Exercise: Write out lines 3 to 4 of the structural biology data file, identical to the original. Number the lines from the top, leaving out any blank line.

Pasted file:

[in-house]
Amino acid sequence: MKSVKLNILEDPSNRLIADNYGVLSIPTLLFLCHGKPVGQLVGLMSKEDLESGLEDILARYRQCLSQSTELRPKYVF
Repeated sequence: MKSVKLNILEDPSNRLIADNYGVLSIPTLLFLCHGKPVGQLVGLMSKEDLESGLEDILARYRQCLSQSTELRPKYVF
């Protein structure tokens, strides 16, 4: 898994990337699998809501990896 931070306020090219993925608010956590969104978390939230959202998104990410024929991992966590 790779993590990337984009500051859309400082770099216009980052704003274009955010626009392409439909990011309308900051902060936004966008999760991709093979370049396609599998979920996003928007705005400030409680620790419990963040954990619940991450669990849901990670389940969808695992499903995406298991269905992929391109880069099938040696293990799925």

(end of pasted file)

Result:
Repeated sequence: MKSVKLNILEDPSNRLIADNYGVLSIPTLLFLCHGKPVGQLVGLMSKEDLESGLEDILARYRQCLSQSTELRPKYVF
């Protein structure tokens, strides 16, 4: 898994990337699998809501990896 931070306020090219993925608010956590969104978390939230959202998104990410024929991992966590 790779993590990337984009500051859309400082770099216009980052704003274009955010626009392409439909990011309308900051902060936004966008999760991709093979370049396609599998979920996003928007705005400030409680620790419990963040954990619940991450669990849901990670389940969808695992499903995406298991269905992929391109880069099938040696293990799925």